Steel In India-Establishment, Growth and Roadmap to success

India’s economic growth is analysed by the growth of Indian Steel industry. Demand for steel is an indicator of economic development. Steel continues to serve most of the industries and India occupies a larger place in the global steel market. Higher demand for steel from all traditional sectors has boosted growth. In 2013, the growth of steel was 1.8 per cent whereas in 2014, its growth is 3.3 percent and it is expected that the growth may be up to 4.5 per cent in the year 2015. The growth of finished steel products have also reached 5.6 per cent in 2014. Steel has been manufactured globally and does not face any barriers in trading across other countries.

Growth and improvements in steel sector


During Independence, India just had a small Iron and steel industry producing about million tonnes of steel. Later, the government showed interest in this industry and improved the standards of steel production. In 1990’s many public and private sectors were established in the steel production. Major improvement happened for the steel sector like Export restrictions were removed, Import tariffs were reduced to a great extent. Foreign investment was also encouraged and Steel industry was the high priority industries for foreign investments. Impressive development of Steel industry has induced the government to come up with National Steel policy that aimed in establishing roadmap and framework for the development of Steel in India.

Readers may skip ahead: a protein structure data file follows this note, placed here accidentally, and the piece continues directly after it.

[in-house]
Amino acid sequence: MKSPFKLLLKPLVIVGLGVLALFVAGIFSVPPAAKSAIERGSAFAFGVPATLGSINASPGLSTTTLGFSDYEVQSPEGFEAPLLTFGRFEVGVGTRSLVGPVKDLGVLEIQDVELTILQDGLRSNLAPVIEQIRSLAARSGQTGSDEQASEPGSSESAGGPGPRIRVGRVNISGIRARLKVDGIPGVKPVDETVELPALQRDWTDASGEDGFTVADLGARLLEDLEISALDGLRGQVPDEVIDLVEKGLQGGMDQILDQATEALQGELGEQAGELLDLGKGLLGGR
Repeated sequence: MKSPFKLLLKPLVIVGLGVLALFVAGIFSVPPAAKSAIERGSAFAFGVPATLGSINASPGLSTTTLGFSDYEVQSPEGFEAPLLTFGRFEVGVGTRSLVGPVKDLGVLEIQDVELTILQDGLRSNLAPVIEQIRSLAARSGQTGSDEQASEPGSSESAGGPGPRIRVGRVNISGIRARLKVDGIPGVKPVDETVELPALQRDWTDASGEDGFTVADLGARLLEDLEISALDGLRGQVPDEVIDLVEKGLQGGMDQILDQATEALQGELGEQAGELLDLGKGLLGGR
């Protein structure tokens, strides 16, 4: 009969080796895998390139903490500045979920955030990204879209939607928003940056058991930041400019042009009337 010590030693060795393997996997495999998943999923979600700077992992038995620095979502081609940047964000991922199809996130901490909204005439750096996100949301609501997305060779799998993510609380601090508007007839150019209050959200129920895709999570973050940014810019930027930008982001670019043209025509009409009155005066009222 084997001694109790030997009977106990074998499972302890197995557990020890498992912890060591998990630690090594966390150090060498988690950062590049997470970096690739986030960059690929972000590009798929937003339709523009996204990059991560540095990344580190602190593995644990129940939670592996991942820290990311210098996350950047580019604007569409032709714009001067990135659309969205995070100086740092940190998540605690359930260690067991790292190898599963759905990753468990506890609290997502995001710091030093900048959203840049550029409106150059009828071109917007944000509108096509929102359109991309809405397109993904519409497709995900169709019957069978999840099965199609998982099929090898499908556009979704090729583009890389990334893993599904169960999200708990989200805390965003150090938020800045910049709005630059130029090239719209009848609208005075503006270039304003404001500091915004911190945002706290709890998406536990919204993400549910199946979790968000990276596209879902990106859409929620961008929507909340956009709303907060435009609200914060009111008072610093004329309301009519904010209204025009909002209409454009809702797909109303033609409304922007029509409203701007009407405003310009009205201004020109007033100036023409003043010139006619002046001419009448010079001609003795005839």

Performance of steel industry

The growth of finished steel production grew at the rate of 8 per cent. The consumption rate of steel grew by 11 per cent which is higher than the previous years. The imports and export of steel is growing steadily. In last 10 years imports have grown by 24.49 per cent and exports by 2.16 per cent. It is to be noted that there is no single entity that dominates the steel sector as a whole or its major product sectors. The growth of steel sector is rapid and the production growth was about 8 per cent in last 10 years. Steel comes in different forms and the demand for each form is different. Bars and rods is a major part of the total steel production. Structural form of steel is undertaken by SAIL and RINL which has contributed to 36 per cent of total production. Hot rolling coils, plates, sheets, CR coils; sheets are also types of steel in India that contributed to the performance and growth.
Various steel companies have plans to expand their capacity in the coming years. If their plans materialize, the steel market will see significant increase in most product categories. It is to be noted that the individual contribution from each company has been growing, with multiple projects; each will have significant growth in the whole industry. Most of the advanced countries has created free business environment, transparent laws and strict adherence to the law to make the system work at the maximum possible efficient. Likewise, similar rules and regulations should be implementing in India to improve the efficiency.

Steel Industry in India


The Tata Iron and Steel Company (TISCO) was established in 1907.which is the starting point of modern Indian steel industry. Afterward a few more companies was established in India namely Mysore Iron and Steel Company and Steel Corporation of Bengal.